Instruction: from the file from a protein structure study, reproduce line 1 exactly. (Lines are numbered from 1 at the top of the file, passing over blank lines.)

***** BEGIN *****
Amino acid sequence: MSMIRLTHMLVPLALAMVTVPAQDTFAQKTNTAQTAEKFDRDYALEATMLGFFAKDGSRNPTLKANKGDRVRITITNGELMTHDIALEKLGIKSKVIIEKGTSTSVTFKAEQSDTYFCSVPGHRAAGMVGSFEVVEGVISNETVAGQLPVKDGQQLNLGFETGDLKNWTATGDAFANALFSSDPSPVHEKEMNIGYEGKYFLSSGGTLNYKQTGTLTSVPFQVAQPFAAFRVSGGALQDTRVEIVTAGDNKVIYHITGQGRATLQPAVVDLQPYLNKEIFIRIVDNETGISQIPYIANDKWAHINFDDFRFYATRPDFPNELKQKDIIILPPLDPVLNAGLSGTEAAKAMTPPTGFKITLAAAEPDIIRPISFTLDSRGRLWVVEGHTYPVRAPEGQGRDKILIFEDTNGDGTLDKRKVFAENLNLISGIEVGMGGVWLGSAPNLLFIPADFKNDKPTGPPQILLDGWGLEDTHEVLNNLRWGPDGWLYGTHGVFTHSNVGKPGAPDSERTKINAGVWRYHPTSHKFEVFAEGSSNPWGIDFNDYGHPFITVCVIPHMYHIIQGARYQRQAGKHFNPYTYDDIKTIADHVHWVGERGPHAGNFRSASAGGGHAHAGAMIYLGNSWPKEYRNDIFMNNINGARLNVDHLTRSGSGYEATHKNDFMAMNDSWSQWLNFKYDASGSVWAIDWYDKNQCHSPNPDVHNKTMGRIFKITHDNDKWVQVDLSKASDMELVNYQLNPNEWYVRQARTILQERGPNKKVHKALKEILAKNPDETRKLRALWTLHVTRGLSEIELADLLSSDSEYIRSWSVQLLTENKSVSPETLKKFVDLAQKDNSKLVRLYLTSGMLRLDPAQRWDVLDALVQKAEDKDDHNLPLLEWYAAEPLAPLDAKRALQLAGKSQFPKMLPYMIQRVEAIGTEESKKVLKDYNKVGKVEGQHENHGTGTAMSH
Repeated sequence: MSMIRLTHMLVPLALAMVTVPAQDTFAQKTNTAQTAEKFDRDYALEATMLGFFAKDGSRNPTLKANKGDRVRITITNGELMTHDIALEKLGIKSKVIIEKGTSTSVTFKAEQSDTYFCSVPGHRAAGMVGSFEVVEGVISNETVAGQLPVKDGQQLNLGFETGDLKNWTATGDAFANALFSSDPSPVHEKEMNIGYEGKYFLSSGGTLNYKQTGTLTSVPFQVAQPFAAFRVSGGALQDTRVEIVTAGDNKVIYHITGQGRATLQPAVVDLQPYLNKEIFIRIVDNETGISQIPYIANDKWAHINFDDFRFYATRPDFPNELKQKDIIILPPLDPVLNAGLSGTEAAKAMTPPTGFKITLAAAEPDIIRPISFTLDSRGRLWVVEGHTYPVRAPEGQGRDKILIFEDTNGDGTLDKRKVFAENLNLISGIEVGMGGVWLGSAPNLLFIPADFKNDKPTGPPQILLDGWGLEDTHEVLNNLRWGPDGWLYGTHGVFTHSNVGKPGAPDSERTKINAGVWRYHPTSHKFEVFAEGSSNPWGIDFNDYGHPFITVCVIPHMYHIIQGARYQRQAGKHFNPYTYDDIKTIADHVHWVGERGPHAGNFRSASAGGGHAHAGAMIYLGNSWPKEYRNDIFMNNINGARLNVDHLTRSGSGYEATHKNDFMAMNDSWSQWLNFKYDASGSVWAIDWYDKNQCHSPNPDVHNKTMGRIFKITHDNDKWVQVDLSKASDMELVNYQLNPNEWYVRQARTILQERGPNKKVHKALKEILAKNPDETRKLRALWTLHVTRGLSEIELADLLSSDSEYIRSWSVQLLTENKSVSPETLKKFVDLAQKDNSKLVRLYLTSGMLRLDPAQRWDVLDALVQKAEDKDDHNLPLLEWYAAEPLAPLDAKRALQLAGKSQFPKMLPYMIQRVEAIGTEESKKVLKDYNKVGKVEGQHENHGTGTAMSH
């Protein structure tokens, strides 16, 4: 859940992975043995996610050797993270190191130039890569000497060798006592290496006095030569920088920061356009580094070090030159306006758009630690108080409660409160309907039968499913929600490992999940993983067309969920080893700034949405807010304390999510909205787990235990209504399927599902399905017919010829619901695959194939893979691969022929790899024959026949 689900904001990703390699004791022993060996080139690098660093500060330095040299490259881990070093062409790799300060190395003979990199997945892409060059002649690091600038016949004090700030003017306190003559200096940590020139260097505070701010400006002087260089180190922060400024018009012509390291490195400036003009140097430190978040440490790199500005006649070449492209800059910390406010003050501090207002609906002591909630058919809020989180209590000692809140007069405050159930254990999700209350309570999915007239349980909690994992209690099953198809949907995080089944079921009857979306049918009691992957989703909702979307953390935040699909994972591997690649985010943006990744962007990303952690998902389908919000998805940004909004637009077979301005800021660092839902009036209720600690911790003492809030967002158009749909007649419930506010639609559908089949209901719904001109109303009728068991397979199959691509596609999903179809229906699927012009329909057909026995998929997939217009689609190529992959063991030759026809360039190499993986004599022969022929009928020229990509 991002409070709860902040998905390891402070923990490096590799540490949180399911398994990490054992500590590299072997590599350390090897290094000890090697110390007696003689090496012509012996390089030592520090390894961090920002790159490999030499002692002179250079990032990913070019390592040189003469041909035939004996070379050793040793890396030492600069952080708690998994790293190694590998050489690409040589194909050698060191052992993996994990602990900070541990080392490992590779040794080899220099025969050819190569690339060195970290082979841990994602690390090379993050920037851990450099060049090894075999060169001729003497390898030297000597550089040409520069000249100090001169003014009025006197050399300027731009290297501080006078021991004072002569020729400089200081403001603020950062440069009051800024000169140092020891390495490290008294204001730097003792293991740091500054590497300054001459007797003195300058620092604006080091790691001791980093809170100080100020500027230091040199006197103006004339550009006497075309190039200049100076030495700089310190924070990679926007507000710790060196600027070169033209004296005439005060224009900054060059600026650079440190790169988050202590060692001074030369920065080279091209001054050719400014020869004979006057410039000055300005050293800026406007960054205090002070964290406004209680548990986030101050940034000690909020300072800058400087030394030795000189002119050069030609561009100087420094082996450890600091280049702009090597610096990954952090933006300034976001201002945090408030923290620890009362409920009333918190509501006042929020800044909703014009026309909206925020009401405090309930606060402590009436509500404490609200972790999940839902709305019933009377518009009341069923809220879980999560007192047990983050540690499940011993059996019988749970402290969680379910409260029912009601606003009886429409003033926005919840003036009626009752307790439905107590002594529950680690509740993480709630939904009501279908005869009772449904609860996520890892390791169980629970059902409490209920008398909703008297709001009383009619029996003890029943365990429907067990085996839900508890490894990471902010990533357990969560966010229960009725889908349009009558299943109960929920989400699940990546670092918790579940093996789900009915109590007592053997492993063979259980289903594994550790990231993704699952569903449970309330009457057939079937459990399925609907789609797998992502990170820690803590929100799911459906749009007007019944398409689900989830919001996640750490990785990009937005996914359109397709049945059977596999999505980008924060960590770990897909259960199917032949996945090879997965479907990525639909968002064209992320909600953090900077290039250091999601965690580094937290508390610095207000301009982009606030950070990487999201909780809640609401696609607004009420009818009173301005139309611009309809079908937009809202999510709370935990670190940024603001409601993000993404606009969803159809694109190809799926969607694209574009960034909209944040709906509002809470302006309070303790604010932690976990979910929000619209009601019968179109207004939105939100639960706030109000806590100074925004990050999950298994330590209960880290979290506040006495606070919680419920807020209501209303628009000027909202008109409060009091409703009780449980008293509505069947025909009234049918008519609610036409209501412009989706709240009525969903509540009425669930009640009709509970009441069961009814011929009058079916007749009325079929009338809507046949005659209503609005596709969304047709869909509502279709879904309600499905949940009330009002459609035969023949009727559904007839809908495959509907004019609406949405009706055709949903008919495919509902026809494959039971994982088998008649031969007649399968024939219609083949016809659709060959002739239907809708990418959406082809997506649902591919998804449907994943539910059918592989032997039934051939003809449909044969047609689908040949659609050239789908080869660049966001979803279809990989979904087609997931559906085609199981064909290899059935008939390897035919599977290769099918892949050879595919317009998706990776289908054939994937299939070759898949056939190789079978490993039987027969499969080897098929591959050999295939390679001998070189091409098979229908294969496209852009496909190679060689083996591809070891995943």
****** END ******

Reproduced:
Amino acid sequence: MSMIRLTHMLVPLALAMVTVPAQDTFAQKTNTAQTAEKFDRDYALEATMLGFFAKDGSRNPTLKANKGDRVRITITNGELMTHDIALEKLGIKSKVIIEKGTSTSVTFKAEQSDTYFCSVPGHRAAGMVGSFEVVEGVISNETVAGQLPVKDGQQLNLGFETGDLKNWTATGDAFANALFSSDPSPVHEKEMNIGYEGKYFLSSGGTLNYKQTGTLTSVPFQVAQPFAAFRVSGGALQDTRVEIVTAGDNKVIYHITGQGRATLQPAVVDLQPYLNKEIFIRIVDNETGISQIPYIANDKWAHINFDDFRFYATRPDFPNELKQKDIIILPPLDPVLNAGLSGTEAAKAMTPPTGFKITLAAAEPDIIRPISFTLDSRGRLWVVEGHTYPVRAPEGQGRDKILIFEDTNGDGTLDKRKVFAENLNLISGIEVGMGGVWLGSAPNLLFIPADFKNDKPTGPPQILLDGWGLEDTHEVLNNLRWGPDGWLYGTHGVFTHSNVGKPGAPDSERTKINAGVWRYHPTSHKFEVFAEGSSNPWGIDFNDYGHPFITVCVIPHMYHIIQGARYQRQAGKHFNPYTYDDIKTIADHVHWVGERGPHAGNFRSASAGGGHAHAGAMIYLGNSWPKEYRNDIFMNNINGARLNVDHLTRSGSGYEATHKNDFMAMNDSWSQWLNFKYDASGSVWAIDWYDKNQCHSPNPDVHNKTMGRIFKITHDNDKWVQVDLSKASDMELVNYQLNPNEWYVRQARTILQERGPNKKVHKALKEILAKNPDETRKLRALWTLHVTRGLSEIELADLLSSDSEYIRSWSVQLLTENKSVSPETLKKFVDLAQKDNSKLVRLYLTSGMLRLDPAQRWDVLDALVQKAEDKDDHNLPLLEWYAAEPLAPLDAKRALQLAGKSQFPKMLPYMIQRVEAIGTEESKKVLKDYNKVGKVEGQHENHGTGTAMSH